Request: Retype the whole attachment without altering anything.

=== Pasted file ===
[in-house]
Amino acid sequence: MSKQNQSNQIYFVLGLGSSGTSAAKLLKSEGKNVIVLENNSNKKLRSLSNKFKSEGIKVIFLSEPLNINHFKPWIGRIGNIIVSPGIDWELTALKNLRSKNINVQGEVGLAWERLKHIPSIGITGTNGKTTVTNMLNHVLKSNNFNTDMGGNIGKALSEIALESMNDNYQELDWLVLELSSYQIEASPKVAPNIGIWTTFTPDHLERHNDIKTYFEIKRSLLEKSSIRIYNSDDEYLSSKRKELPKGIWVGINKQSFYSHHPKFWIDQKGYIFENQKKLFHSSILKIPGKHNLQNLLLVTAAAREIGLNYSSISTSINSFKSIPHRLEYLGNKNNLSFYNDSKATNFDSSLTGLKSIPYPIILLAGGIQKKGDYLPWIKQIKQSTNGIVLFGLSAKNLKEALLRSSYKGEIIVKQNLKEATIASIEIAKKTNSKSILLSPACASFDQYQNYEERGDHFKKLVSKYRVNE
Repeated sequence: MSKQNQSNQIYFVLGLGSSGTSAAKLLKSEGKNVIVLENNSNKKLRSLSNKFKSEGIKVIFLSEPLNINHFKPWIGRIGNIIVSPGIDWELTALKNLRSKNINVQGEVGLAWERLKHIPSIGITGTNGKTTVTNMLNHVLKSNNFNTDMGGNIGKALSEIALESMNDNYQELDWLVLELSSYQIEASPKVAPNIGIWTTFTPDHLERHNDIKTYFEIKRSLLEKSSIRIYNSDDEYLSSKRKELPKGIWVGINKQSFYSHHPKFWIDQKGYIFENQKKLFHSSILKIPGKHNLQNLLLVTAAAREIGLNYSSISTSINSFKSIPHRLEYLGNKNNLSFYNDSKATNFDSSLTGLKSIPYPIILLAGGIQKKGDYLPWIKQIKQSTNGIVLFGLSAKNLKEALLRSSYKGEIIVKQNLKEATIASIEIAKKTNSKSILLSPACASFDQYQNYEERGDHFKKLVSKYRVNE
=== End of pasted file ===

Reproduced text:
[in-house]
Amino acid sequence: MSKQNQSNQIYFVLGLGSSGTSAAKLLKSEGKNVIVLENNSNKKLRSLSNKFKSEGIKVIFLSEPLNINHFKPWIGRIGNIIVSPGIDWELTALKNLRSKNINVQGEVGLAWERLKHIPSIGITGTNGKTTVTNMLNHVLKSNNFNTDMGGNIGKALSEIALESMNDNYQELDWLVLELSSYQIEASPKVAPNIGIWTTFTPDHLERHNDIKTYFEIKRSLLEKSSIRIYNSDDEYLSSKRKELPKGIWVGINKQSFYSHHPKFWIDQKGYIFENQKKLFHSSILKIPGKHNLQNLLLVTAAAREIGLNYSSISTSINSFKSIPHRLEYLGNKNNLSFYNDSKATNFDSSLTGLKSIPYPIILLAGGIQKKGDYLPWIKQIKQSTNGIVLFGLSAKNLKEALLRSSYKGEIIVKQNLKEATIASIEIAKKTNSKSILLSPACASFDQYQNYEERGDHFKKLVSKYRVNE
Repeated sequence: MSKQNQSNQIYFVLGLGSSGTSAAKLLKSEGKNVIVLENNSNKKLRSLSNKFKSEGIKVIFLSEPLNINHFKPWIGRIGNIIVSPGIDWELTALKNLRSKNINVQGEVGLAWERLKHIPSIGITGTNGKTTVTNMLNHVLKSNNFNTDMGGNIGKALSEIALESMNDNYQELDWLVLELSSYQIEASPKVAPNIGIWTTFTPDHLERHNDIKTYFEIKRSLLEKSSIRIYNSDDEYLSSKRKELPKGIWVGINKQSFYSHHPKFWIDQKGYIFENQKKLFHSSILKIPGKHNLQNLLLVTAAAREIGLNYSSISTSINSFKSIPHRLEYLGNKNNLSFYNDSKATNFDSSLTGLKSIPYPIILLAGGIQKKGDYLPWIKQIKQSTNGIVLFGLSAKNLKEALLRSSYKGEIIVKQNLKEATIASIEIAKKTNSKSILLSPACASFDQYQNYEERGDHFKKLVSKYRVNE